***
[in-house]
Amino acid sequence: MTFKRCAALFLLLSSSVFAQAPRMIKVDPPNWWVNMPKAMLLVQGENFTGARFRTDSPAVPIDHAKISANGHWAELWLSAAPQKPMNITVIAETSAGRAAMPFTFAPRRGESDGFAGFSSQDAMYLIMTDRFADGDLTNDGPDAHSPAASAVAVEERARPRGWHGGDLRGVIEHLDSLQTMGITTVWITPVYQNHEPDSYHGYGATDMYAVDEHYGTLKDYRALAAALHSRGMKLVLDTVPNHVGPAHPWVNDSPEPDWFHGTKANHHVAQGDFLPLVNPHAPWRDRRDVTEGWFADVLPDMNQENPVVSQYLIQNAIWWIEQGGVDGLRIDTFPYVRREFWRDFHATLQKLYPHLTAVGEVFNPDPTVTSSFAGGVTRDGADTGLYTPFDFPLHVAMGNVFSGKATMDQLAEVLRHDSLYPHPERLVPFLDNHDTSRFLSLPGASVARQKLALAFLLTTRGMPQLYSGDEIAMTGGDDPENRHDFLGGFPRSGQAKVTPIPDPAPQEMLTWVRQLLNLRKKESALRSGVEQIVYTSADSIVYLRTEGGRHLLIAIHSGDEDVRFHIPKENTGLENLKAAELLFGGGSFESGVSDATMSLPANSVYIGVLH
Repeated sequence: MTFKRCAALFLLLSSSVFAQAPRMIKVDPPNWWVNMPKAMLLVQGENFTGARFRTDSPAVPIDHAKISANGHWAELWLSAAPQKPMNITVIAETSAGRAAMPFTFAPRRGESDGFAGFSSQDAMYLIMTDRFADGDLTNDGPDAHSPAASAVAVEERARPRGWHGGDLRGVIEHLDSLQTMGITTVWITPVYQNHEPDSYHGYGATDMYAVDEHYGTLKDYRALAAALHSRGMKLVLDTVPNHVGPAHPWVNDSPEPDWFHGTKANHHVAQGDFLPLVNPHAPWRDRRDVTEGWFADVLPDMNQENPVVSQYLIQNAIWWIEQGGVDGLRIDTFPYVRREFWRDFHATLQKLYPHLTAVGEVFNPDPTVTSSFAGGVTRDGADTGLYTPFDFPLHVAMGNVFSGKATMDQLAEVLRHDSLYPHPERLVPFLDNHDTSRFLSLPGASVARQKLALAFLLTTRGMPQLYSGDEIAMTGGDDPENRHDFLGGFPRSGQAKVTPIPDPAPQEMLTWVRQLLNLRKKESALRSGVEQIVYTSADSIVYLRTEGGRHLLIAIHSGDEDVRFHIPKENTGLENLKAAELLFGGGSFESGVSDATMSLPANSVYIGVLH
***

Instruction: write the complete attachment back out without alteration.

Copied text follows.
[in-house]
Amino acid sequence: MTFKRCAALFLLLSSSVFAQAPRMIKVDPPNWWVNMPKAMLLVQGENFTGARFRTDSPAVPIDHAKISANGHWAELWLSAAPQKPMNITVIAETSAGRAAMPFTFAPRRGESDGFAGFSSQDAMYLIMTDRFADGDLTNDGPDAHSPAASAVAVEERARPRGWHGGDLRGVIEHLDSLQTMGITTVWITPVYQNHEPDSYHGYGATDMYAVDEHYGTLKDYRALAAALHSRGMKLVLDTVPNHVGPAHPWVNDSPEPDWFHGTKANHHVAQGDFLPLVNPHAPWRDRRDVTEGWFADVLPDMNQENPVVSQYLIQNAIWWIEQGGVDGLRIDTFPYVRREFWRDFHATLQKLYPHLTAVGEVFNPDPTVTSSFAGGVTRDGADTGLYTPFDFPLHVAMGNVFSGKATMDQLAEVLRHDSLYPHPERLVPFLDNHDTSRFLSLPGASVARQKLALAFLLTTRGMPQLYSGDEIAMTGGDDPENRHDFLGGFPRSGQAKVTPIPDPAPQEMLTWVRQLLNLRKKESALRSGVEQIVYTSADSIVYLRTEGGRHLLIAIHSGDEDVRFHIPKENTGLENLKAAELLFGGGSFESGVSDATMSLPANSVYIGVLH
Repeated sequence: MTFKRCAALFLLLSSSVFAQAPRMIKVDPPNWWVNMPKAMLLVQGENFTGARFRTDSPAVPIDHAKISANGHWAELWLSAAPQKPMNITVIAETSAGRAAMPFTFAPRRGESDGFAGFSSQDAMYLIMTDRFADGDLTNDGPDAHSPAASAVAVEERARPRGWHGGDLRGVIEHLDSLQTMGITTVWITPVYQNHEPDSYHGYGATDMYAVDEHYGTLKDYRALAAALHSRGMKLVLDTVPNHVGPAHPWVNDSPEPDWFHGTKANHHVAQGDFLPLVNPHAPWRDRRDVTEGWFADVLPDMNQENPVVSQYLIQNAIWWIEQGGVDGLRIDTFPYVRREFWRDFHATLQKLYPHLTAVGEVFNPDPTVTSSFAGGVTRDGADTGLYTPFDFPLHVAMGNVFSGKATMDQLAEVLRHDSLYPHPERLVPFLDNHDTSRFLSLPGASVARQKLALAFLLTTRGMPQLYSGDEIAMTGGDDPENRHDFLGGFPRSGQAKVTPIPDPAPQEMLTWVRQLLNLRKKESALRSGVEQIVYTSADSIVYLRTEGGRHLLIAIHSGDEDVRFHIPKENTGLENLKAAELLFGGGSFESGVSDATMSLPANSVYIGVLH